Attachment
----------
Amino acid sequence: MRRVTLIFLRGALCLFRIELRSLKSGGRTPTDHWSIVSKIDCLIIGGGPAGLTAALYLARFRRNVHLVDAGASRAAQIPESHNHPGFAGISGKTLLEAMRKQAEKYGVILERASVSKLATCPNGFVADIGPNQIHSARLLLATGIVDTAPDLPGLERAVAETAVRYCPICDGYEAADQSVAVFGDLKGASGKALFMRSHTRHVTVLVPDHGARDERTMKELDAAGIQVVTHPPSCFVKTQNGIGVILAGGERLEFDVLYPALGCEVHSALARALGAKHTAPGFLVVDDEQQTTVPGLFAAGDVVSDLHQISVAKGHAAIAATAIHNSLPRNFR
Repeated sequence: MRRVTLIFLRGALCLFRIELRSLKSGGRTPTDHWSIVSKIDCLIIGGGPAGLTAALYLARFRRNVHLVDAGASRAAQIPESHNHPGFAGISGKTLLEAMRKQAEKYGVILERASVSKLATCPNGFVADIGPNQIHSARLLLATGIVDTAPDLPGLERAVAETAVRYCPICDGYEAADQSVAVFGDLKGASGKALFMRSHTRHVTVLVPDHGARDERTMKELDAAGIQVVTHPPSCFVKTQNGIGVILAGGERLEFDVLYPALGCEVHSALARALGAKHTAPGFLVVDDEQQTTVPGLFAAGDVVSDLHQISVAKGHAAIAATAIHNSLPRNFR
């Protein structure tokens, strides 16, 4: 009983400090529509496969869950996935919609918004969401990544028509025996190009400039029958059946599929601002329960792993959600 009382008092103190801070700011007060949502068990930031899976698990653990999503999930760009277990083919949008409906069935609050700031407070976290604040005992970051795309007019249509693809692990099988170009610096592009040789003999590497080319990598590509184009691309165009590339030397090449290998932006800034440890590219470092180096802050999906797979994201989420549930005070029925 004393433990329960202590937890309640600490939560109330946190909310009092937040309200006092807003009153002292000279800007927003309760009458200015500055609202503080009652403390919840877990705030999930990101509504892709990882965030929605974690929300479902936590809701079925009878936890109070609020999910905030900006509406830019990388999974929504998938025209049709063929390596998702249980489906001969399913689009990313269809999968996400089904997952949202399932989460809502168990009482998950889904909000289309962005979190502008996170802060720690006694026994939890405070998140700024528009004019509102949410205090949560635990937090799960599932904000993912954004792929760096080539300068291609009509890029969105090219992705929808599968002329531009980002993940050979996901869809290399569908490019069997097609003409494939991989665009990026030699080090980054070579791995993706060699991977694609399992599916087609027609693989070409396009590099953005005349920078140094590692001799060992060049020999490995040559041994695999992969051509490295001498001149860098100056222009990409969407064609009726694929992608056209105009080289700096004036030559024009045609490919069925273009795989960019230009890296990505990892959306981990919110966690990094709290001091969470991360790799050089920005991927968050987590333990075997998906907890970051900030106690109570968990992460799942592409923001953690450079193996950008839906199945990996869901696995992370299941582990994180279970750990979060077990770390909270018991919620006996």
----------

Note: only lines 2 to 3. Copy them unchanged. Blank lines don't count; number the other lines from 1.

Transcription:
Repeated sequence: MRRVTLIFLRGALCLFRIELRSLKSGGRTPTDHWSIVSKIDCLIIGGGPAGLTAALYLARFRRNVHLVDAGASRAAQIPESHNHPGFAGISGKTLLEAMRKQAEKYGVILERASVSKLATCPNGFVADIGPNQIHSARLLLATGIVDTAPDLPGLERAVAETAVRYCPICDGYEAADQSVAVFGDLKGASGKALFMRSHTRHVTVLVPDHGARDERTMKELDAAGIQVVTHPPSCFVKTQNGIGVILAGGERLEFDVLYPALGCEVHSALARALGAKHTAPGFLVVDDEQQTTVPGLFAAGDVVSDLHQISVAKGHAAIAATAIHNSLPRNFR
């Protein structure tokens, strides 16, 4: 009983400090529509496969869950996935919609918004969401990544028509025996190009400039029958059946599929601002329960792993959600 009382008092103190801070700011007060949502068990930031899976698990653990999503999930760009277990083919949008409906069935609050700031407070976290604040005992970051795309007019249509693809692990099988170009610096592009040789003999590497080319990598590509184009691309165009590339030397090449290998932006800034440890590219470092180096802050999906797979994201989420549930005070029925 004393433990329960202590937890309640600490939560109330946190909310009092937040309200006092807003009153002292000279800007927003309760009458200015500055609202503080009652403390919840877990705030999930990101509504892709990882965030929605974690929300479902936590809701079925009878936890109070609020999910905030900006509406830019990388999974929504998938025209049709063929390596998702249980489906001969399913689009990313269809999968996400089904997952949202399932989460809502168990009482998950889904909000289309962005979190502008996170802060720690006694026994939890405070998140700024528009004019509102949410205090949560635990937090799960599932904000993912954004792929760096080539300068291609009509890029969105090219992705929808599968002329531009980002993940050979996901869809290399569908490019069997097609003409494939991989665009990026030699080090980054070579791995993706060699991977694609399992599916087609027609693989070409396009590099953005005349920078140094590692001799060992060049020999490995040559041994695999992969051509490295001498001149860098100056222009990409969407064609009726694929992608056209105009080289700096004036030559024009045609490919069925273009795989960019230009890296990505990892959306981990919110966690990094709290001091969470991360790799050089920005991927968050987590333990075997998906907890970051900030106690109570968990992460799942592409923001953690450079193996950008839906199945990996869901696995992370299941582990994180279970750990979060077990770390909270018991919620006996």